Whether foreign investment in U.S. real estate constitutes a U.S. business is determined on a case-by-case basis. For example, foreign ownership of a single piece of U.S. real estate for which a tenant is responsible for repairs likely doesn’t rise to the level of a U.S. business. However, if a foreign investor, either directly or through an agent, takes part in regular and continuous activity in connection with a real estate investment (such as negotiating leases, collecting rent and performing repairs), the investor may be considered engaged in a U.S. business. Similarly, if a foreign investor holds an interest in a partnership that conducts U.S. business by virtue of its U.S. real estate activities, the investor will be deemed engaged in a U.S. business.
Being engaged in a U.S. business may trigger an obligation to file a U.S. tax return. For many foreign investors, this is an undesirable consequence of participating in a U.S. real estate activity. Proper tax planning, however, can create alternative ownership structures in which the foreign investor isn’t required to file a U.S. income tax return.
Foreign investors in U.S. real estate also are subject to a unique set of rules upon the disposition of a U.S. real property interest. The Foreign Investment in Real Property Tax Act of 1980 (FIRPTA) addressed a perceived competitive advantage foreign investors in U.S. real estate held over domestic investors: Foreign investors not otherwise engaged in a U.S. trade or business generally were not subject to tax on U.S. source capital gains.
Prior to FIRPTA, foreign investors in U.S. real property could dispose of their property interest at a gain without tax consequences, while domestic investors were taxed on those capital gains. FIRPTA essentially requires gain realized by a foreign investor from the sale of a U.S. real estate interest to be treated as ECI (imposing taxes on such gain at graduated rates on a net basis). It also may impose a 15 percent withholding tax on the foreign investor’s gross proceeds of the sale of such real estate, as an advance payment of the investor’s U.S. tax obligation arising from the gain. The 15 percent withholding rate applies to sales after February 16, 2016; the rate was 10 percent for earlier sales. In addition, the rate is 10 percent when the purchaser plans to use the property as his or her principle residence and the value is less than $1 million.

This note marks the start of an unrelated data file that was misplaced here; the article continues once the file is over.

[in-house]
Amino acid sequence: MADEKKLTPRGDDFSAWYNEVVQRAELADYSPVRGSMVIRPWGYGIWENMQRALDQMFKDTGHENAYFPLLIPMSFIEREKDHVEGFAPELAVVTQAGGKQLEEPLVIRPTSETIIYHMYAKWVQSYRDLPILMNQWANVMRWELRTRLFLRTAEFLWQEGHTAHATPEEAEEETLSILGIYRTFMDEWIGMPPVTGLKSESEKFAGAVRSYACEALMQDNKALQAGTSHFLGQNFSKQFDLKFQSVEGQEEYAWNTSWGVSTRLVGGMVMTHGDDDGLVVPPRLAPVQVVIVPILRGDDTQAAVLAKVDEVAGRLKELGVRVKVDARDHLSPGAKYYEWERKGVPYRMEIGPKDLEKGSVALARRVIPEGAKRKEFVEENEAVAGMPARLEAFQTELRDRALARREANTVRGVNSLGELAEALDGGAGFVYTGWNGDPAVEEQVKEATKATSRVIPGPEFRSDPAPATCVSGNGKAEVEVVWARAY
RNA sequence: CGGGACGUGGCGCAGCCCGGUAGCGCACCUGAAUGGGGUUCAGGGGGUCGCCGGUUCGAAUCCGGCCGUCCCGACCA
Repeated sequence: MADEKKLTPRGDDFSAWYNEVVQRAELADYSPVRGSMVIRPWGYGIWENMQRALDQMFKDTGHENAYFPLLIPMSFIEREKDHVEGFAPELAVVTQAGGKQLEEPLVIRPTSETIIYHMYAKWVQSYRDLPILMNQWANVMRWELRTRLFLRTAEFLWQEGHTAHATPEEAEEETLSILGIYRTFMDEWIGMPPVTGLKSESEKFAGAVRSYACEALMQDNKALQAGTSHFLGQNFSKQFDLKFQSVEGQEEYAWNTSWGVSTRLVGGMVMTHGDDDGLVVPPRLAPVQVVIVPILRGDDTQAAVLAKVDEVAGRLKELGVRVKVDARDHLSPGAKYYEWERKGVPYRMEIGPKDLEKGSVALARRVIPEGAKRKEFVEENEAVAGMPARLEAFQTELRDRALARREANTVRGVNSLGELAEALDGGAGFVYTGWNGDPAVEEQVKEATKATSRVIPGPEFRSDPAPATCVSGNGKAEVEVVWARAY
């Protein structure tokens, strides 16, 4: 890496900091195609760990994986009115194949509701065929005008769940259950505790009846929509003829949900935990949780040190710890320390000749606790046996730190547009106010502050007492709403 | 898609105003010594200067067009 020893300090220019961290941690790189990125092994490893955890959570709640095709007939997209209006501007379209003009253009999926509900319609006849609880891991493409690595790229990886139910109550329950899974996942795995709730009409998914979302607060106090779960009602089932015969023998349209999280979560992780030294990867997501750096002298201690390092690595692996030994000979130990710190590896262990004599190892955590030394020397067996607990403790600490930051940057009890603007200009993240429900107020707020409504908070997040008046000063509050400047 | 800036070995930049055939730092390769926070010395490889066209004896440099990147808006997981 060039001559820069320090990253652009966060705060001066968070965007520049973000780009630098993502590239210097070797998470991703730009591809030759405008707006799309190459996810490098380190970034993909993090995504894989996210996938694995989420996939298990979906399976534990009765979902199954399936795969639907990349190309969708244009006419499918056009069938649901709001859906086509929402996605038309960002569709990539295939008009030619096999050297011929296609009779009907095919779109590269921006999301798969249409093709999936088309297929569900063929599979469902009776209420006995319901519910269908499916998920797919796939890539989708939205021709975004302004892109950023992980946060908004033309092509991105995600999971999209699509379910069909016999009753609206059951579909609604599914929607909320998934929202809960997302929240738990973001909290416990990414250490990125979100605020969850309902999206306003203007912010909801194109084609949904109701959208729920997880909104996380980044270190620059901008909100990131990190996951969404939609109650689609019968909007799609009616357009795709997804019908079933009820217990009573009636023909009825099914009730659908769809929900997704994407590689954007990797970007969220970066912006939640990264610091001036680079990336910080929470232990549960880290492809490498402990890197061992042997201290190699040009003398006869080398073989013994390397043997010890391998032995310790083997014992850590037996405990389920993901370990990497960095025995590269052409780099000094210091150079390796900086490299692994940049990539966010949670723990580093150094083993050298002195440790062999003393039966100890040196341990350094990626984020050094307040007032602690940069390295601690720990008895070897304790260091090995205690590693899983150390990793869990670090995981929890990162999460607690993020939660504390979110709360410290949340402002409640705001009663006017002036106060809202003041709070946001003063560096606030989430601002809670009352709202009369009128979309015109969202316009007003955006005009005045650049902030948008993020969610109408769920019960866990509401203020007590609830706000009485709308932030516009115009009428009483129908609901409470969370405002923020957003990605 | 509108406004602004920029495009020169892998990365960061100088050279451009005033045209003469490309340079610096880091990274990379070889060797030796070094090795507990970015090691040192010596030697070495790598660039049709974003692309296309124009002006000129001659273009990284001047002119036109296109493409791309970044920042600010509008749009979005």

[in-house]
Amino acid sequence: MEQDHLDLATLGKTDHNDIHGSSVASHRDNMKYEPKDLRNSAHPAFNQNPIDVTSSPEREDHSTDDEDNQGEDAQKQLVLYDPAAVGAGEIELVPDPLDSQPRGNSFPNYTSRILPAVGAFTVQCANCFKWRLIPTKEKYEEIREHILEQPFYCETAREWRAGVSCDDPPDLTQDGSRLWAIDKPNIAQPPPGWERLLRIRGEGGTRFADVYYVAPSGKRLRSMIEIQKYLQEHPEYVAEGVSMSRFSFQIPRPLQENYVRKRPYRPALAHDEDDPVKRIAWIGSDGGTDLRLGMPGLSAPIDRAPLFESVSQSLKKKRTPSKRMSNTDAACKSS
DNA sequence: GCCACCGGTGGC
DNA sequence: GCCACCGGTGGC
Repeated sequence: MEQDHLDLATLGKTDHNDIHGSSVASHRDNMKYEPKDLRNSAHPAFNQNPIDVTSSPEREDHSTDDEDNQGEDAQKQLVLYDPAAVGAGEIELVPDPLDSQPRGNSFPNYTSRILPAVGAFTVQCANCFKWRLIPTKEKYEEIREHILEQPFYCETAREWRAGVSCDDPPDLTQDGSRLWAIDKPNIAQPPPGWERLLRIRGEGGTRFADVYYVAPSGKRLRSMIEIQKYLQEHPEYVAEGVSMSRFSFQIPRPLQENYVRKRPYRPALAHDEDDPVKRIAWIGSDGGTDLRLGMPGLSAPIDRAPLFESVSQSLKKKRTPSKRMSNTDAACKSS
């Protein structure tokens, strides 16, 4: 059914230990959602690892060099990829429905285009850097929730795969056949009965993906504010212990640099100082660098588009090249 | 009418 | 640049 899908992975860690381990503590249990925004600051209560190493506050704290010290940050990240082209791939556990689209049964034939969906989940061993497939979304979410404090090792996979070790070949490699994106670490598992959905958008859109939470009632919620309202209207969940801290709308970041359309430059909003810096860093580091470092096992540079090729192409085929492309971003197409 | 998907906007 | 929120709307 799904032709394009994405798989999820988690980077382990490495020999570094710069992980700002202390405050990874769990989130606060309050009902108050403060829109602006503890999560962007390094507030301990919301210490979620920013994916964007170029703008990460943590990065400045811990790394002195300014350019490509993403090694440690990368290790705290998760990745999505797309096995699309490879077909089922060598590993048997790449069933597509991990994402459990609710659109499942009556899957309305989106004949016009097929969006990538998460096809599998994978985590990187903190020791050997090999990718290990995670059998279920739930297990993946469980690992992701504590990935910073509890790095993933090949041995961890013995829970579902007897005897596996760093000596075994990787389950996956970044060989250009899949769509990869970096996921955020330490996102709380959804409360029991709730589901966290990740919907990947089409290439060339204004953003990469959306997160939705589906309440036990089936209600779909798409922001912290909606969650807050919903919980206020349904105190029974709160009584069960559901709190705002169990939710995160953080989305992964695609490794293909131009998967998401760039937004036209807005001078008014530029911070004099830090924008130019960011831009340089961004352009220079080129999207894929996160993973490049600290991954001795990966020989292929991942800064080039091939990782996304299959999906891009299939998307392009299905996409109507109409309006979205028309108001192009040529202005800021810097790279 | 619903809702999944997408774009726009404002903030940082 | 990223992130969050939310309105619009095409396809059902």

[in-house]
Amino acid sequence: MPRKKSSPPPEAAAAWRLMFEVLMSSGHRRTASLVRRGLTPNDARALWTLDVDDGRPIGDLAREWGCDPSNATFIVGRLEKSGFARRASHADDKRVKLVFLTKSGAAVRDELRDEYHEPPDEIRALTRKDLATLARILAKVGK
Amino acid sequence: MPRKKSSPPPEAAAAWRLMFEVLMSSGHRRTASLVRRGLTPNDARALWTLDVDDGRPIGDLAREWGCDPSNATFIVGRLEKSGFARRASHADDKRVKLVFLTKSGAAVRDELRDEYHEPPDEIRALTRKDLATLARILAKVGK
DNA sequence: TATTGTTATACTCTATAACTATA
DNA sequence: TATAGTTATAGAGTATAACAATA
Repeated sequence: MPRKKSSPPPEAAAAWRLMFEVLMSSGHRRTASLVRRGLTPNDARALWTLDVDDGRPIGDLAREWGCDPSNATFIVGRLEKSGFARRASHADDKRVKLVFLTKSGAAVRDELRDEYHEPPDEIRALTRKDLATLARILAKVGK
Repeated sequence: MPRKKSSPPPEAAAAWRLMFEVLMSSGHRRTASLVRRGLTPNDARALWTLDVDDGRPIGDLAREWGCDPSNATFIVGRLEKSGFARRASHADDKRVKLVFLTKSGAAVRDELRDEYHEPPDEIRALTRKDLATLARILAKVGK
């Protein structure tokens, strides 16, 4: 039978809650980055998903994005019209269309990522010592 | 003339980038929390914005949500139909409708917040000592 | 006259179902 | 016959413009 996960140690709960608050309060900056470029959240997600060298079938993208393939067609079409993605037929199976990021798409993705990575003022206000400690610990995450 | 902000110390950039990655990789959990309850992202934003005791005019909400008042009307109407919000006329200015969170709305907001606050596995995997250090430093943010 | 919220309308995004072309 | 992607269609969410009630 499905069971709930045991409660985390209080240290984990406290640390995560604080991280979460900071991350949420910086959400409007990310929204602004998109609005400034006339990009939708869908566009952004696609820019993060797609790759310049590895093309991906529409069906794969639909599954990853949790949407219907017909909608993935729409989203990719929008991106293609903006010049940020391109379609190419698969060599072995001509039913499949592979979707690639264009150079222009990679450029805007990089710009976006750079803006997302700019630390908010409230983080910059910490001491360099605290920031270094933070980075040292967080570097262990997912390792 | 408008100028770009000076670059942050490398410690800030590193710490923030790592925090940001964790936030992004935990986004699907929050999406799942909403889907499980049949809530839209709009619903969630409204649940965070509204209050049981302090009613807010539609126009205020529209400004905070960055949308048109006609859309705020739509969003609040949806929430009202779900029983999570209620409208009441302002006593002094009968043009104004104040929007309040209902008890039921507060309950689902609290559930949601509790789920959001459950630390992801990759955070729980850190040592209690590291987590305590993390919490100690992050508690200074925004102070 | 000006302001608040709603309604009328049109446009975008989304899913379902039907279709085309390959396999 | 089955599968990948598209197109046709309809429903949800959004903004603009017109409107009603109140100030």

In most cases, the withholding agent is the transferee or buyer. Withholding agents who fail to withhold the required amount may be liable for the tax. It’s very important for transferees or buyers to know whether the transferor is a foreign person prior to entering into the purchase transaction to protect themselves from this potential liability.
Foreign investment in U.S. real property is surging to record levels. To properly comply with U.S. tax rules, U.S. real estate professionals must be aware of the different treatment foreign investors receive when investing in U.S. real estate. Developers seeking to attract foreign investment also should consider structuring alternatives that cater more to the tax needs of a foreign investor.
If you have questions or concerns on how to structure and account for foreign investment in U.S. real property, contact your BKD advisor.